And we already have infrastructure to do that and a variety of business
applications built exactly that way. So why not make Web services an
interoperable layer on top of that?


> This might look like a very simple/basic design pattern but one that is
> important when you have to manage 1,000,000s of requests across 100s of
> services/queues.
>
> I believe that where REST is weak (and this is one of the reason why raw
> XML over HTTP is not mainstream) is that there are no standards for
> defining the schema of the data produced by a web queue resource, no
> programming abstraction for manipulating easily the XML messages that
> are sent back and forth and coordinating flow and transactions across
> asynchronous requests.

We have an argument here precisely about this point. One camp says that you
need a way to define the schema of the data, another camp argues that you
don't. REST seems to say nothing about this. In fact the issue is orthogonal
to REST. After all, we do use message schemas: when we talk about REST, HTML
comes to mind. I would not say REST is weak but then I do not claim REST
recommends that there should be no message schemas.


> Today's WSDL solves part of the problem but it does it by pushing
> developers towards RPC and encouraging them to build very fragile
> applications.

RPC style is not bad and RPC style does not prevent decoupling. The practice
by which most RPC style service definitions are derived is the problem. It's
simply that bad practice tends to produce RPC style service definitions.

What we are seeing in practice is that all too often developers take the
easy approach. Rather than defining an interface - whether RPC of document
style - that is decoupled from the implementation, they use tools that
produce a service definition directly from the implementation API.
Obviously, as the implementation changes so would every application that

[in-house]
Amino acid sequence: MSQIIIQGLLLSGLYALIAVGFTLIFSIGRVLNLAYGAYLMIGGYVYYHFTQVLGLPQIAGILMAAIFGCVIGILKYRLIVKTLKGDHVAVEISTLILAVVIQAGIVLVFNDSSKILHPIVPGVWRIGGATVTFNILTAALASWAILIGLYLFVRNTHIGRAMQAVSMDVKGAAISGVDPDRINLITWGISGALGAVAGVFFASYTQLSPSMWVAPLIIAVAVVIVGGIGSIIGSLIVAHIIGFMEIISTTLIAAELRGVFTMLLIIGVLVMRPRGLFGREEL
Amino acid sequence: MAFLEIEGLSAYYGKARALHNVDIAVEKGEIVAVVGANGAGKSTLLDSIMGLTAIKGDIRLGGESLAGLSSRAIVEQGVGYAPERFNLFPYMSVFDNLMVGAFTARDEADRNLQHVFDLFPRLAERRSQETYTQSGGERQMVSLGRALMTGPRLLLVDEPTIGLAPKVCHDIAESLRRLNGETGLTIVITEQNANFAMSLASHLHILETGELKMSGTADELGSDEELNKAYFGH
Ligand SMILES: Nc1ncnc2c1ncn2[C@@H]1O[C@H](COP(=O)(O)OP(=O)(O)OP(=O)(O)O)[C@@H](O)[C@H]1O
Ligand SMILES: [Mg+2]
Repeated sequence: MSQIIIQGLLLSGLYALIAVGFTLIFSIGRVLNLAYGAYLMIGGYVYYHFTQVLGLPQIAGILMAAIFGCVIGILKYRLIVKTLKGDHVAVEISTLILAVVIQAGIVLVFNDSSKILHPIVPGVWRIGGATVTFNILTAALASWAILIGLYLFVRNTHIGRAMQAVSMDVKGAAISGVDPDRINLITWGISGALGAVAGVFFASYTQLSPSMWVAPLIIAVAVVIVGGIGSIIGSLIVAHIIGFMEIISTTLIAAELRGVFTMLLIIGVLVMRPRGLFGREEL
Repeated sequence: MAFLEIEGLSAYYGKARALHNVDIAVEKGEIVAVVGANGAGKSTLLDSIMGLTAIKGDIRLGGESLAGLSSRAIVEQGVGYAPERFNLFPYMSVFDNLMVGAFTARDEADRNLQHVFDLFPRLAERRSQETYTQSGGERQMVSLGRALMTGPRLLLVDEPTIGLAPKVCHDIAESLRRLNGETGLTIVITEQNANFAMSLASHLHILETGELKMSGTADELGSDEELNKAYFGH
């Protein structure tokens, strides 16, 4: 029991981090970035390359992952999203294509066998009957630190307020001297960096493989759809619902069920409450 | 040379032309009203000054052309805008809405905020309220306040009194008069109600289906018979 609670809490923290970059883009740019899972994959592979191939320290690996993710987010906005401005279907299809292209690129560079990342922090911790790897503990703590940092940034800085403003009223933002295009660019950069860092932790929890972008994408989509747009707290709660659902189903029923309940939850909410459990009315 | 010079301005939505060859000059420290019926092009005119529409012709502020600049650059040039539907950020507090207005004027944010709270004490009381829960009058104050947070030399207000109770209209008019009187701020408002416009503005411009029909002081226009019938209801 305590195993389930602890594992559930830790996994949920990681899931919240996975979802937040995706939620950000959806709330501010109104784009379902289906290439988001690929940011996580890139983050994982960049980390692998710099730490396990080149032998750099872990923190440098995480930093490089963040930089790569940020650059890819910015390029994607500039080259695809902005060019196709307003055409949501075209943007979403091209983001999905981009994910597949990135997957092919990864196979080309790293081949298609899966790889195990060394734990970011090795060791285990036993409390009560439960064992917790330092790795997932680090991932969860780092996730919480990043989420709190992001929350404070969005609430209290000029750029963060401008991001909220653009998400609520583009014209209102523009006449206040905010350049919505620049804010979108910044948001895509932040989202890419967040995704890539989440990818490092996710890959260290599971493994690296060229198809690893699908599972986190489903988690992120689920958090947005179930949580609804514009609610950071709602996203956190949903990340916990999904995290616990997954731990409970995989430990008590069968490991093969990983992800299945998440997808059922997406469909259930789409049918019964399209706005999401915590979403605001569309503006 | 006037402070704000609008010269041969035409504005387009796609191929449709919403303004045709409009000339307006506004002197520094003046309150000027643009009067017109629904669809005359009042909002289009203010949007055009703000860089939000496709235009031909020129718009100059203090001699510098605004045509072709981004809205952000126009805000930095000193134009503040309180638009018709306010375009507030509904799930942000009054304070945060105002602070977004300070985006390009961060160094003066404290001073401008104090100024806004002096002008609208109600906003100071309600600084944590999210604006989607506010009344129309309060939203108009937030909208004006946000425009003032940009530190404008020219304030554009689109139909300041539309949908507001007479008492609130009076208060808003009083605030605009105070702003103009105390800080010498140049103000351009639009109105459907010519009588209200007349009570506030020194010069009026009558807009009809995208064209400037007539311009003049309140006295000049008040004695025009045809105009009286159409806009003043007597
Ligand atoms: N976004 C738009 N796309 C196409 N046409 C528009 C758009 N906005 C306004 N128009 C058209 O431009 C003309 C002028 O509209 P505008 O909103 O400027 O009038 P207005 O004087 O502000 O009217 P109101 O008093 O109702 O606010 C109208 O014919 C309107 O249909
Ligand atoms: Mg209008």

needs to use this interface. Not a Good Thing(tm).

However, nothing precludes you from following best practice, defining an
interface that is decoupled from the implementation, performing mapping
between the abstract interface and the particular implementation, and using
RPC style to represent that abstract interface. WSDL does not say that RPC
has to conform to an API, bad practice makes it happen.

This reminds me of the time I learned how inefficient SQL could be. A fairly
simple query on an extermley large data set took over four hours to
complete. The customer was complaining at the sluggish performance of the
database. All of a sudden SQL didn't look that appealing. After taking a
close look at the query it was rewritten to perform in under 30 seconds.
(Which is not hard to do given a query plan) SQL wasn't to blame, it was a
developer that concluded the query was efficient by testing it over a small
data set.

Lesson learned: it's not WSDL's support of RPC that is to blame. It's the
fact that developers run WSDL generators directly on their object models to
generate a service definition that is fragile.

On the other hand, given that RPC can only express so many schemas, while
document style can express the same set of schemas or more, I find it had to
justify that WSDL needs to have RPC style. I certainly can't see why WSDL
1.2 can't live without it. At any rate you will need conversion from WSDL
1.1 to WSDL 1.2, so you might as well use that to recast an RPC into an XML
Schema group definition (not solving the problem, just avoiding the
redundancy).

arkin
Received on Monday, 6 January 2003 06:28:35 GMT